Disseminated Intravascular Coagulation: A Predictor for Arterial and Venous Thrombosis in Patients with Acute Myeloid Leukemia

About 10 percent of adult patients with acute myeloid leukemia (AML) treated with intensive chemotherapy developed venous or arterial thrombosis, according to results from a prospective study published in Blood. Study authors, led by Eduard J. Libourel, MD, from the Department of Hematology/Oncology at the Sint Franciscus Gasthuis in Rotterdam, the Netherlands, also found that disseminated intravascular coagulation (DIC) at AML diagnosis could identify patients likely to develop thrombosis.

“Thrombosis is a well-known complication in patients with malignancy; however, it is not well known how often this occurs in AML patients,” co-author Frank W. G. Leebeek, MD, PhD, from the Erasmus University Medical Centre in Rotterdam, the Netherlands, told ASH Clinical News.

Although DIC is associated with venous thromboembolism (VTE) and bleeding risk in certain hematologic malignancies, including acute promyelocytic leukemia (APL) and acute lymphocytic leukemia, this relationship has not been demonstrated in other types of AML.

Dr. Leebeek and authors tested their hypothesis that DIC contributed to thrombosis risk in AML patients in a large, observational study of 272 younger adult patients (mean age = 47 years; range = 18-65 years) with newly diagnosed AML or higher-risk myelodysplasia (MDS). Patients with APL were excluded from the study. Results from this cohort were validated in a cohort of 132 older patients with AML (mean age = 68 years; range = 61-77 years).

DIC parameters (including fibrinogen levels, D-dimer levels, platelet count, prothrombin time [PT], anti-thrombin levels, and alpha-2 anti-plasmin levels) were measured at AML or MDS diagnosis. No patients received anticoagulant prophylaxis and imaging studies were performed to confirm the diagnosis of thrombotic events.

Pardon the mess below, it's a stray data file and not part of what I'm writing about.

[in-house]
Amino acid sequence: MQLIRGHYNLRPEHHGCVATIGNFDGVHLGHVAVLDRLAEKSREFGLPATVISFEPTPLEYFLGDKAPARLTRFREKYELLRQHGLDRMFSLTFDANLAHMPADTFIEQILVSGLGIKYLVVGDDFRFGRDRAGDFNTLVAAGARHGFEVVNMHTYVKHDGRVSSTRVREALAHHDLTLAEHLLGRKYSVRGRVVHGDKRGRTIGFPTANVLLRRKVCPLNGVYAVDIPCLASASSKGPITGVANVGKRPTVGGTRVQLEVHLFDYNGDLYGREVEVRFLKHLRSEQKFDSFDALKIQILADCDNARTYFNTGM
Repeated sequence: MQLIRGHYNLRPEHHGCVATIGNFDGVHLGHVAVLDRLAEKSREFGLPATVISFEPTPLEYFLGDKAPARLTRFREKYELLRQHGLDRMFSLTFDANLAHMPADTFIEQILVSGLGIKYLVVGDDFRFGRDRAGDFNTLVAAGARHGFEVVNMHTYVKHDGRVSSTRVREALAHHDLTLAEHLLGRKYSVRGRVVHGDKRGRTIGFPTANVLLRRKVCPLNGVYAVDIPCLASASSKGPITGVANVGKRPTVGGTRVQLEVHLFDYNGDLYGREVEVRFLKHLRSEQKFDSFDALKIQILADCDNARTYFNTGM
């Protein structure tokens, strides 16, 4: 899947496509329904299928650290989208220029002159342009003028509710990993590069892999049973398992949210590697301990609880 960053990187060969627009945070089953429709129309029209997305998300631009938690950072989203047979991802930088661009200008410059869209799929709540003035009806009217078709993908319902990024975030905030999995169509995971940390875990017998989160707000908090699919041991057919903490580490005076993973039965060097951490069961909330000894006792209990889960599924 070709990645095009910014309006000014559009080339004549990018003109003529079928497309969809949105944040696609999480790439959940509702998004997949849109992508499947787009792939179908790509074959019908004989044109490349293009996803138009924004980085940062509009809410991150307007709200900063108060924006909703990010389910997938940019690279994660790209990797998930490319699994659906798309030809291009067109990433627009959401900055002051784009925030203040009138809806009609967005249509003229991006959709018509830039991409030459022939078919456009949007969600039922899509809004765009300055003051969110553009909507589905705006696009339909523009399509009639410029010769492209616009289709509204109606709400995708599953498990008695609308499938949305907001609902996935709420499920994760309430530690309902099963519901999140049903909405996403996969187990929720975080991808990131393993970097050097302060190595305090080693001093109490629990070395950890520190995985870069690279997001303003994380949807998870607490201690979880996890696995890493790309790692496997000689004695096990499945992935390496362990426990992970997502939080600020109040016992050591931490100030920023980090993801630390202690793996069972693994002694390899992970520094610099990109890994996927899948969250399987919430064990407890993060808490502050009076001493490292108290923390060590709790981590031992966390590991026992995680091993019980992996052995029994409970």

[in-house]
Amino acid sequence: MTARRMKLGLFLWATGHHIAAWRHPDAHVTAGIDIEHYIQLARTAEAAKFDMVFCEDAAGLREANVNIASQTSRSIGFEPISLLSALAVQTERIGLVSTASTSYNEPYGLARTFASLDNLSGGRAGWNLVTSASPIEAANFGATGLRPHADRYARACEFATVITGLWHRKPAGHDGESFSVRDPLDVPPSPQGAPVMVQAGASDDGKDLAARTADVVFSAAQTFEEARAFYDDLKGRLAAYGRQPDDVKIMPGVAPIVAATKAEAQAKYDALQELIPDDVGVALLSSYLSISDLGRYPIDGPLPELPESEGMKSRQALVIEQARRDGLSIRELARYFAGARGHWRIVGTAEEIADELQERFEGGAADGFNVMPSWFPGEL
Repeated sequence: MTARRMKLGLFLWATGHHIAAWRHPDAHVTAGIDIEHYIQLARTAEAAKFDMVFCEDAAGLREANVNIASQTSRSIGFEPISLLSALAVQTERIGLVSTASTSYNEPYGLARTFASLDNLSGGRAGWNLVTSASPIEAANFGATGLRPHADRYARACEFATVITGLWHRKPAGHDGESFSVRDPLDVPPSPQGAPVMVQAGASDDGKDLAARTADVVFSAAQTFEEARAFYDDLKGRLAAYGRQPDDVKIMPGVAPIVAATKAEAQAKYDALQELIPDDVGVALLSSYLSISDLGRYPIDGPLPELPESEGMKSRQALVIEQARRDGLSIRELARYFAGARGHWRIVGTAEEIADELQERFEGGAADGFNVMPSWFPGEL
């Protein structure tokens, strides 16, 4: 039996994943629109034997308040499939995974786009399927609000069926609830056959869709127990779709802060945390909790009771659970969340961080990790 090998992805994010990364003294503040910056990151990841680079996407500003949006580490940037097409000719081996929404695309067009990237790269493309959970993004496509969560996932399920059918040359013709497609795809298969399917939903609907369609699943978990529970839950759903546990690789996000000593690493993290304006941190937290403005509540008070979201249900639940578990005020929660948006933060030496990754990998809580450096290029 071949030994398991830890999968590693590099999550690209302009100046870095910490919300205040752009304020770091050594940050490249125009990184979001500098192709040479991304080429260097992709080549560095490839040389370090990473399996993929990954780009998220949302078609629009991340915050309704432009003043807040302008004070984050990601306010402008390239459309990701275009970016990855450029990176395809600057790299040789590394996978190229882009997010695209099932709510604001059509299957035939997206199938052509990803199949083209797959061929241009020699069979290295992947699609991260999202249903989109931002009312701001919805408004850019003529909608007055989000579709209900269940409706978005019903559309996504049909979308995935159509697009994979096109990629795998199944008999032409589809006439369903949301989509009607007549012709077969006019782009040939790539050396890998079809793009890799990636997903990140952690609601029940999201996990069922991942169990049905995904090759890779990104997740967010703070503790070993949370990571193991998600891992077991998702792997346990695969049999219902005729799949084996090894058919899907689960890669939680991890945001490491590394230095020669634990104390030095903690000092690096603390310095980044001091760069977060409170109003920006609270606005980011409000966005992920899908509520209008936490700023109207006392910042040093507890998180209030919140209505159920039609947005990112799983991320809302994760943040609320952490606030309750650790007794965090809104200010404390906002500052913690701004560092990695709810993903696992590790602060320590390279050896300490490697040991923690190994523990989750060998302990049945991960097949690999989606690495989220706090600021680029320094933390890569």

The prevalence of thrombosis was 8.7 percent in the younger cohort: 4.7 percent venous thrombosis and 4 percent arterial thrombosis.

Among the AML patients:

  • 2.9% had pulmonary embolism (PE)
  • 1.4% had venous thrombosis of the leg
  • 0.4% had thrombosis of the upper extremity

During a median follow-up of 478 days (range = 0-109 months), 18 patients developed a symptomatic venous thrombosis (n=9) or arterial thrombotic event (ATE; n=9).

One patient had a thrombotic event four days prior to starting chemotherapy, but most thrombotic events occurred before the start of the second course of chemotherapy, with 12 patients (67%) developing thrombosis a median of eight days after initiating chemotherapy (range = 2-60 days). The remaining five patients (28%) developed thrombosis after the start of the second course of chemotherapy (median = 32 days; range = 6-47 days).

Rates of thrombosis were higher in the validation cohort of older patients, with a prevalence of 10.4 percent (4.4% venous thrombosis and 5.9% arterial thrombosis.

Among the AML patients:

  • 1.5% had PE
  • 2.2% had venous thrombosis of the leg
  • 0.7% had thrombosis of the upper extremity

“Hematologists should be aware that thrombosis – both venous and arterial – occur frequently in patients with AML,” Dr. Leebeek told ASH Clinical News. “If patients present with symptoms suggestive of deep vein thrombosis or PE, adequate diagnostics should be performed.”

DIC scores (per the International Society on Thrombosis and Hemostasis DIC scores) were available for 99 percent of patients in the younger cohort (n=270) and 95 percent in the older cohort (n=126).